In the UK this problem was addressed by the Water Act of 1973, which reorganised the water, sewage and river management industry in England and Wales according to the recommendations of the Ogden report. Water supply and sewage disposal were removed from local authority control, and ten larger regional water authorities were set up, under state control based on the areas of super-sets of River Authorities which were also subsumed into the new Authorities. Each Regional Water Authority consisted of members appointed by the Secretary of State for the Environment, and by the various local authorities in its area.
    The Act also established a National Water Council. this body consisted of a chairman nominated by the minister, the chairmen of each regional authority and not more than ten additional members nominated by the government. The Council’s duties included implementing national water policy, assisting the ten regional authorities in matters of joint concern, and setting and enforcing national regulations and byelaws on water quality and conservation.

    By forming these large Regional Water Authorities (RWAs)the benefit of scale was obtained, scare resources and skills could be spread over a much larger operational area, and specialist staff could be recruited that could not have been afforded by or attracted to local authority employment.

    It worked incredibly well, so well that later Margaret Thatcher was able to privatise them into water companies. Thereafter, of course, the problems started as the not for profit RWAs became profit seeking companies beholden to their shareholders and not the public. For three years I worked as Regional Water Treatment Scientist for Wessex Water so I can relate this from direct experience.

    • Johann Olivier says:

      You’re kidding, right Prof? This is post-Zuma South Africa. Please DO NOT tempt the ANC to create a ‘large’ Regional anything. It’ll be created, creating HUGE opportunities for graft, & nothing will ever work. (Not that I do not agree with you about ‘profit seeking’ destroying effective public systems; of course, there will be many who will claim that ‘free enterprise’ is the way to go. Not so much. Even in the US that is recognised vis-a-vis water systems, which are almost exclusively publicly held.)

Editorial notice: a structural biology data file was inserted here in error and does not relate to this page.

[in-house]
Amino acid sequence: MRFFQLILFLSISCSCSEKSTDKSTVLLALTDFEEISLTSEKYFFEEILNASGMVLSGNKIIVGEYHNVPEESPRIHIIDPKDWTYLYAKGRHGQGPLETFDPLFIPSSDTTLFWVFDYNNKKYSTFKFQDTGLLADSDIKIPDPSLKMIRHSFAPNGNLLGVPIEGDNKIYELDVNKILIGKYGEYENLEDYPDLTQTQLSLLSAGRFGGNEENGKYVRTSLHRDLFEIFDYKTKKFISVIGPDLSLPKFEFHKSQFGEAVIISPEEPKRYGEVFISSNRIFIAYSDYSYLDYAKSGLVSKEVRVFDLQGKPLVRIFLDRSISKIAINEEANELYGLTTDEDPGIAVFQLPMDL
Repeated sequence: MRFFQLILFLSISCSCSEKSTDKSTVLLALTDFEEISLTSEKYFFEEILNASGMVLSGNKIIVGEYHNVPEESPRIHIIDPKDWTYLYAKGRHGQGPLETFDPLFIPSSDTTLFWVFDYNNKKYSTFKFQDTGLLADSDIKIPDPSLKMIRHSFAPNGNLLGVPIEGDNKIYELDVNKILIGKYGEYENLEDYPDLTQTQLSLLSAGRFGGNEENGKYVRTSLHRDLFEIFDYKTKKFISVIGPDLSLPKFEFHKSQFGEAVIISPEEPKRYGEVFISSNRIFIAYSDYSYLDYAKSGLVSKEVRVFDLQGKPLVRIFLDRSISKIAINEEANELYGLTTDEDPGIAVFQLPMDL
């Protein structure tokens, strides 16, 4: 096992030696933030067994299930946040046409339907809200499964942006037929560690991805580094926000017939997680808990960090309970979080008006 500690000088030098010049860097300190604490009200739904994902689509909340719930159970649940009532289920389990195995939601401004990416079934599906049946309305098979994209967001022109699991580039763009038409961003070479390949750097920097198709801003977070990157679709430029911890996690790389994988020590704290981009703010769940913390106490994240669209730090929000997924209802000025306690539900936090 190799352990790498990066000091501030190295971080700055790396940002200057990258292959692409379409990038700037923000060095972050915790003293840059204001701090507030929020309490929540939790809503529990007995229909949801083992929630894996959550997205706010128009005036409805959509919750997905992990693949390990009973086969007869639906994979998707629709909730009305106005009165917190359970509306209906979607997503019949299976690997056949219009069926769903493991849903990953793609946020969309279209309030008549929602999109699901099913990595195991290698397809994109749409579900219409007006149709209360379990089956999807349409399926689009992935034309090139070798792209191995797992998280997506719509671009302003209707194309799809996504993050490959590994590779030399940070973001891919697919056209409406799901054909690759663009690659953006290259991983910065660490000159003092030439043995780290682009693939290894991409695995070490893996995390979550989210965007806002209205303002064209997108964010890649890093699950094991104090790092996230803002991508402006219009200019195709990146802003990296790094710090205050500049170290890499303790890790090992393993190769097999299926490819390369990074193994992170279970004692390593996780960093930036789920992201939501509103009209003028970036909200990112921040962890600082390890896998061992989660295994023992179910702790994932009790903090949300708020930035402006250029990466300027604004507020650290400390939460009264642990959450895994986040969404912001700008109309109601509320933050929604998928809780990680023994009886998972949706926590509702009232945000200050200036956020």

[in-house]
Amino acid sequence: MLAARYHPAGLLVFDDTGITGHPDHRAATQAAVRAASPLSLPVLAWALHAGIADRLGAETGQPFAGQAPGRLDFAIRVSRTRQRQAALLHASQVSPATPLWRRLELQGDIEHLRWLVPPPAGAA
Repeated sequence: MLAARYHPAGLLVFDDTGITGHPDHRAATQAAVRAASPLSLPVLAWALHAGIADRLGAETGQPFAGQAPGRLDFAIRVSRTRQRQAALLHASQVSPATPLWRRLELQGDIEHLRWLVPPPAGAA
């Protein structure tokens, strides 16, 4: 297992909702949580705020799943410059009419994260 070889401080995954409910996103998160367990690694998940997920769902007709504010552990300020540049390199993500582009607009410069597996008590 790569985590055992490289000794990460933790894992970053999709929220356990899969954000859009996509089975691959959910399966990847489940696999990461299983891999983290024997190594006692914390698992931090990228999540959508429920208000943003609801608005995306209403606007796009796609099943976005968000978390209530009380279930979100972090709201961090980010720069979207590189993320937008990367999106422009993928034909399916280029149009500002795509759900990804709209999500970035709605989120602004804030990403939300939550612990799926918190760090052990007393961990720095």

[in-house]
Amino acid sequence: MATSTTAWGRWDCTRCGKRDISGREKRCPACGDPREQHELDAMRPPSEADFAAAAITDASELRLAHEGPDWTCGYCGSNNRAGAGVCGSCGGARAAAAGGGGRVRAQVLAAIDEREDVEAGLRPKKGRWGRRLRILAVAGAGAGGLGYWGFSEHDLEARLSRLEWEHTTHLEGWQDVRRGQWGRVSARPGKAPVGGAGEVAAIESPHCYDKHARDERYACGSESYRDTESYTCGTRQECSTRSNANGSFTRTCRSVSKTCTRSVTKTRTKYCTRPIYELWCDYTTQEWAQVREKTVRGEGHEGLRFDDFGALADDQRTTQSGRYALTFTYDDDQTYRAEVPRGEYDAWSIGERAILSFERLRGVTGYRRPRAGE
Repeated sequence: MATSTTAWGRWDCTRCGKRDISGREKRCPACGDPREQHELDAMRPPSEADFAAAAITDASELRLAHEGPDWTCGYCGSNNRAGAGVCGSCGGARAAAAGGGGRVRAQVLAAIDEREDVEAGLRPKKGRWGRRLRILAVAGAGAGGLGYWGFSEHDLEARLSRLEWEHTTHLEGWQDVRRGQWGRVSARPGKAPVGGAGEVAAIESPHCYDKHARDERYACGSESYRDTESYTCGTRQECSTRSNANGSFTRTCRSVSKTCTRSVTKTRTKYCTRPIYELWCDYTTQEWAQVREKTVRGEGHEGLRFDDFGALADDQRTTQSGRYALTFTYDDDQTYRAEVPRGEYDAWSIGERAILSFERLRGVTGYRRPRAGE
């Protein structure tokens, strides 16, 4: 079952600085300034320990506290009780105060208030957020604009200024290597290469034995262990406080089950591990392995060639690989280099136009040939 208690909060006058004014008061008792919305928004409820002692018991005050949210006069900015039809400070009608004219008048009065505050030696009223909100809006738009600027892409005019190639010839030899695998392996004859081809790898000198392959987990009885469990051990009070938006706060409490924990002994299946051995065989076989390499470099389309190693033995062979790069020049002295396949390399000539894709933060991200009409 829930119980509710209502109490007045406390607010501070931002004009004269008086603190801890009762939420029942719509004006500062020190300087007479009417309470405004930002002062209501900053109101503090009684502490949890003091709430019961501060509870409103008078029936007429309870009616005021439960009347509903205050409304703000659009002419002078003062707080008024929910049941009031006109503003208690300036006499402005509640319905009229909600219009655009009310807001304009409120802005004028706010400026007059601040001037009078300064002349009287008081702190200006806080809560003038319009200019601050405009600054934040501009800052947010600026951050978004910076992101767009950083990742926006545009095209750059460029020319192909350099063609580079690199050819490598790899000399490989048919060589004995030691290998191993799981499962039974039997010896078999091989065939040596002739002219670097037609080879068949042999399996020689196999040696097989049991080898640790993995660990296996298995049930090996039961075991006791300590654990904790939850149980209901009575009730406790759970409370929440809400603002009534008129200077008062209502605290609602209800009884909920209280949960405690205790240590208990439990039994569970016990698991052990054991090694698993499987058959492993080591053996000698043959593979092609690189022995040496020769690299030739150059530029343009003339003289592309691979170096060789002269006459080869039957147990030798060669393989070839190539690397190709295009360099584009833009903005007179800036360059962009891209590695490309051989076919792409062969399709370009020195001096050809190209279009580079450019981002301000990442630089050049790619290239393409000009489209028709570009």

• Senzo Moyakhe says:

      We have cadre deployment in South Africa. The system might work in the UK and, to all intents and purposes, be practical for application in many parts of the world, but we have cadre deployment in South Africa…

  • This is critical and scandalous. Can we have insight into the action plans as required by Municipalities to solve this?

  • Brian Doyle says:

    As long as the municipalities, mainly outside of the Western Cape, continue to give jobs to unqualified and/or incompetent people so they can get kickbacks, the problems in all our systems will never be sorted out. It needs a clean out of non performing councilors in all those municipalities, and the appointment of qualified personnel.

  • Iam Fedup says:

    Why am I not surprised? Prof Anthony Turton warned of this catastrophe more than 10 years ago, while the ditheringfools in the ANC twiddled their thumbs and blamed apartheid. Perhaps the poor in this country need to end up with their faces in the gutter before they take action to rid us of this scourge. Sadly, they won’t do it in time for 2024.

  • Fanie Rajesh Ngabiso says:

    “the Western Cape had the lowest rate about 27%”

    If you have a single neuron firing you will vote DA in the next election.

    I choose life. I choose DA.

  • Andre Swart says:

    The idea of FREE WATER is the problem because there is no such thing!

    Water is precious!

    When every litre of water must be paid for then the water system will recover.

  • David Pennington says:

    No problem for our glorious leaders, they get the tax payer to supply them with bottled drinking water for their fire pools

Please peer review 3 community comments before your comment can be posted

Daily Maverick The Gathering 2024 banner

Daily Maverick has secured an esteemed speaker line-up...

to help make sense of Elections 2024.

Trevor Manuel, Prof Thuli Madonsela and Minister Ronald Lamola are among the latest panellists confirmed for Daily Maverick The Gathering Twenty Twenty-Four.

Join us, on Thurs 14 March 2024 at CTICC Cape Town or online wherever you are, for an event that will put the election in perspective.

Make your taxes work for you

Donate to Daily Maverick’s non-profit arm, the Scorpio Investigative Unit, by 29 February 2024 and you’ll qualify for a tax break.

We issue Section 18A tax certificates for all donations made to Daily Maverick. These can be presented to SARS for tax relief.

Make your donation today

Support Daily Maverick→
Payment options

Otsile Nkadimeng - photo by Thom Pierce

A new community Actionist every week.

Meet the South Africans making a difference. Get Maverick Citizen in your inbox.